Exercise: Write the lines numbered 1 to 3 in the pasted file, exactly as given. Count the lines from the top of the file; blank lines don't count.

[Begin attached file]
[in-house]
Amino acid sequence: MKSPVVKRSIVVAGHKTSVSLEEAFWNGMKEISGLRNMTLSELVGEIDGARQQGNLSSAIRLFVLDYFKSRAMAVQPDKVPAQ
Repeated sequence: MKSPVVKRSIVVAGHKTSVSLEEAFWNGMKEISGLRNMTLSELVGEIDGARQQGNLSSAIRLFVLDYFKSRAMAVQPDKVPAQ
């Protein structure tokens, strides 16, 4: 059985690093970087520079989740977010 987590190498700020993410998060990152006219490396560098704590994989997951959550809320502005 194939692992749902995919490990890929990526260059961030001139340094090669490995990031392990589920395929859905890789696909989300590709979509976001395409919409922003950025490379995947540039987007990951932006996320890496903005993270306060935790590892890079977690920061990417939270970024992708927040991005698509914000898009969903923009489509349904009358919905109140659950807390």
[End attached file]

[in-house]
Amino acid sequence: MKSPVVKRSIVVAGHKTSVSLEEAFWNGMKEISGLRNMTLSELVGEIDGARQQGNLSSAIRLFVLDYFKSRAMAVQPDKVPAQ
Repeated sequence: MKSPVVKRSIVVAGHKTSVSLEEAFWNGMKEISGLRNMTLSELVGEIDGARQQGNLSSAIRLFVLDYFKSRAMAVQPDKVPAQ